Abstract: Energy storage is now emerging as an essential electric utility resource to effectively enable higher penetration levels of variable renewable generation resources. In California, in response to RPS mandates for increased renewable penetration, Assembly Bill 2514, in conjunction with CPUC rulings, has called for 1.3 GW of flexible energy storage to be incorporated into the energy mix by the three California IOUs during the next few years. Similar actions are being followed in other U.S. states, and worldwide. The talk will review the energy storage landscape, and then focus on the speaker's interests in advancing flywheel energy storage to meet utility scale challenges. In short, a flywheel functions as a battery, with kinetic energy storage replacing conventional electrochemical processes. Based on numerous implementations and products released during the past 20-30 years, there has been a general belief in the power systems community that flywheels are only suited to short term applications, for example in frequency regulation, grid stability enhancement, voltage support, and in UPS and transit system applications. This is not the case, and the talk will outline how flywheels can be economically designed to meet multi-hour energy shifting applications, that are essential for provision of capacity, and extended integration of variable renewable generation. Some details on product and project development at grid scale energy storage start-up Amber Kinetics will be discussed.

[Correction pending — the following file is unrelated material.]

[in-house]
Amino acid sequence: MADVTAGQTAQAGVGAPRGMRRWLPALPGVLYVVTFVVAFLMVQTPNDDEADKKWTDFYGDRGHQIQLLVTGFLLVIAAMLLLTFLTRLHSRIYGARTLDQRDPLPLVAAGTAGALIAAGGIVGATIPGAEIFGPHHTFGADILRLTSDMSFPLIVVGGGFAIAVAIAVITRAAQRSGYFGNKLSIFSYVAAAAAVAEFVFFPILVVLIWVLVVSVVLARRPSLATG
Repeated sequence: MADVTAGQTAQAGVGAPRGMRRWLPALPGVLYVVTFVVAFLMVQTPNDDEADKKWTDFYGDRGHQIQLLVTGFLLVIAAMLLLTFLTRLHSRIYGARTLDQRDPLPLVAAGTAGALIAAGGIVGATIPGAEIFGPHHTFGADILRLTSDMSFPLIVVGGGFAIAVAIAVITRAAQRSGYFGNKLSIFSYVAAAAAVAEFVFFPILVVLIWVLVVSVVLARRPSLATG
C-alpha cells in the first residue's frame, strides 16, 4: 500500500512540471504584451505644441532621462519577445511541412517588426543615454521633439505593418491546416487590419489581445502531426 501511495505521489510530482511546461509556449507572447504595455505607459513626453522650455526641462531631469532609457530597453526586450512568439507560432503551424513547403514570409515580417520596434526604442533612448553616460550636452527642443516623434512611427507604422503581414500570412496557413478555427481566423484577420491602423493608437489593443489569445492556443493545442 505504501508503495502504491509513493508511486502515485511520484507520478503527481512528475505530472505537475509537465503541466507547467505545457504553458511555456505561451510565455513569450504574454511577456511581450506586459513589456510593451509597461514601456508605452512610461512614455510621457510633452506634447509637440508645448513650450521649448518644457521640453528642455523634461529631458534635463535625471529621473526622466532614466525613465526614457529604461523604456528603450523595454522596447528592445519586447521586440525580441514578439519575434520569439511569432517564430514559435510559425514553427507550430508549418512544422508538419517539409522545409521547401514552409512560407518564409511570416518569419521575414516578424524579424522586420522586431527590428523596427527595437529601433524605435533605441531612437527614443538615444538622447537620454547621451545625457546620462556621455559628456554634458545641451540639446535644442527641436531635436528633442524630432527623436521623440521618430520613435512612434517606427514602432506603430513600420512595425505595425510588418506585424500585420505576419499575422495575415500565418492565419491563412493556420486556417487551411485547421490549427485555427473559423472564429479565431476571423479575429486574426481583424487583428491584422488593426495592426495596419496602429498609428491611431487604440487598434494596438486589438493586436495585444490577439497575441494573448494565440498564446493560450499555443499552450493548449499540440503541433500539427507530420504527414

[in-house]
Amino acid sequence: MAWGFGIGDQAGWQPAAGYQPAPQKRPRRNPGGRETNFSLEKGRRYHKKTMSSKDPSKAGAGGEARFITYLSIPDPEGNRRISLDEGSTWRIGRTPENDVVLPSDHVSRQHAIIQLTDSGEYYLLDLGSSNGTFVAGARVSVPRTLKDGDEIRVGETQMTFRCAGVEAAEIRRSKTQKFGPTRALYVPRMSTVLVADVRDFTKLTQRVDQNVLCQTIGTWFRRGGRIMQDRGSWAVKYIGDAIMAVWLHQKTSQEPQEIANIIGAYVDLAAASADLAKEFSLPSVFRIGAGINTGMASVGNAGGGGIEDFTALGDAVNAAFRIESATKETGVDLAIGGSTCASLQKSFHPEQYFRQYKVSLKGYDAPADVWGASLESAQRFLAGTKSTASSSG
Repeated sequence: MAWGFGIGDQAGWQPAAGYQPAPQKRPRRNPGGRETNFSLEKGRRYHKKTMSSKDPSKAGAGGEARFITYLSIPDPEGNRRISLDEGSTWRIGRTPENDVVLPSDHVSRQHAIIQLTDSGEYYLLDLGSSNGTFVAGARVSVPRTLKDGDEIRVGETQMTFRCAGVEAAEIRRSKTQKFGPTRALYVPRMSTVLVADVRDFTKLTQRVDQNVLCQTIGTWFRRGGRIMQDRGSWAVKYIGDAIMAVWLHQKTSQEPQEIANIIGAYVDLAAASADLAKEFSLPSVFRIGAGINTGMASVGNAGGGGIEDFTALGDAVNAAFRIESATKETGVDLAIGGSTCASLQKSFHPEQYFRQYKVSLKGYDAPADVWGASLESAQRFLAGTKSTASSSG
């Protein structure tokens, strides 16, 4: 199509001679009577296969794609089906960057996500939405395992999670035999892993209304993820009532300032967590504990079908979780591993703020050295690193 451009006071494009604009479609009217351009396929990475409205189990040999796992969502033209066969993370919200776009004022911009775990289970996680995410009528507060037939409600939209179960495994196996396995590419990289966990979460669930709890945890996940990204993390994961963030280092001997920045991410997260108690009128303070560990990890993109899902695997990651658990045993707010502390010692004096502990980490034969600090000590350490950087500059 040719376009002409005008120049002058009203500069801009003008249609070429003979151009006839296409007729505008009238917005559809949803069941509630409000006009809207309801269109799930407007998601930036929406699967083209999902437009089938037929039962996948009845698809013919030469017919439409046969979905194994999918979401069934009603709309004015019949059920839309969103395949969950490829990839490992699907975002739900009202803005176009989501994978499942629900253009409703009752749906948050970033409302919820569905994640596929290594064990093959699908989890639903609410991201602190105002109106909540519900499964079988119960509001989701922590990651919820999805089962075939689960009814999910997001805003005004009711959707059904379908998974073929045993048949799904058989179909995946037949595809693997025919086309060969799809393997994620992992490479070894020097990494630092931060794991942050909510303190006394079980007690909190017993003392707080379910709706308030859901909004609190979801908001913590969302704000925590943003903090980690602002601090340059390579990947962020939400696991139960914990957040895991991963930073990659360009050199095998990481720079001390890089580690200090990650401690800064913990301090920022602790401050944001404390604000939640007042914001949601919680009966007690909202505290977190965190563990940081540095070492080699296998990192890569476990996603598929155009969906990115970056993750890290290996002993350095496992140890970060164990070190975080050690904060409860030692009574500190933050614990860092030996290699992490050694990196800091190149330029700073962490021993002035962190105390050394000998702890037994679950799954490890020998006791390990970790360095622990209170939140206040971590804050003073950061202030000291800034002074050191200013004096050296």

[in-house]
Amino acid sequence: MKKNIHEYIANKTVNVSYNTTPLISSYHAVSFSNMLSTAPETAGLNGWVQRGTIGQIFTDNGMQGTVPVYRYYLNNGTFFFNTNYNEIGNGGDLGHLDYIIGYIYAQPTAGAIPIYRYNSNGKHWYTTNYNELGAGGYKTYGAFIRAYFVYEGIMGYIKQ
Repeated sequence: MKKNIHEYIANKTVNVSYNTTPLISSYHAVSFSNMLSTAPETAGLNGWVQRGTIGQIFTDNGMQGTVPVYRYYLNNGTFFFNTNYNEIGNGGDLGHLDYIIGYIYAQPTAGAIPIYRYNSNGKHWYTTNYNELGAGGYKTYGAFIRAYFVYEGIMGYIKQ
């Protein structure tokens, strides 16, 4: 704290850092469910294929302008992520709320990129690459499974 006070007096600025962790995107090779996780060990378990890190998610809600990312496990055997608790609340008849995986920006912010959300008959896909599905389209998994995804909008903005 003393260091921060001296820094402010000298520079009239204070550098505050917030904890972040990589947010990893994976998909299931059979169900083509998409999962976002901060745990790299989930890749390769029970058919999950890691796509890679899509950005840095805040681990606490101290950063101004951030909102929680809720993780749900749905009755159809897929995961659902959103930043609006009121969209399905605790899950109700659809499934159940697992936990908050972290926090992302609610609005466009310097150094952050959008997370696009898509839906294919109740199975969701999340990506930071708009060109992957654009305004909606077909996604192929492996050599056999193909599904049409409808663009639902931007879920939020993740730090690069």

Biography: Seth R. Sanders is Professor in the Department of Electrical Engineering and Computer Sciences at the University of California, Berkeley. He received S.B. degrees (1981) in Electrical Engineering and Physics, and the S.M. (1985) and Ph.D. (1989) degrees in Electrical Engineering from the Massachusetts Institute of Technology, Cambridge. Following an early experience as a Design Engineer at the Honeywell Test Instruments Division in 1981-83, he joined the UC Berkeley faculty in 1989. Dr. Sanders is co-founder and Chief Scientist of Amber Kinetics, Inc., a technology developer, manufacturer, and project developer of utility scale flywheel energy storage systems. His technical interests are in electrical energy and power conversion systems. Dr. Sanders is presently or has recently been active in supervising research projects in the areas of flywheel energy storage, high frequency integrated power conversion circuits, IC designs for power conversion applications, electric machine design, and renewable energy systems. During the 1992-1993 academic year, he was on industrial leave with National Semiconductor, Santa Clara, CA. Dr. Sanders received the NSF Young Investigator Award and multiple Best Paper Awards from the IEEE Power Electronics and the IEEE Industry Applications Societies. He has served as Chair of the IEEE PELS Technical Committee on Computers in Power Electronics, Chair of the IEEE PELS Technical Committee on Power Conversion Components and Systems, and as Member-At-Large of the IEEE PELS Adcom. He is an IEEE Fellow, a Distinguished Lecturer of the IEEE PELS and IAS societies, and recipient of the IEEE PELS Modeling and Control Technical Achievement Award.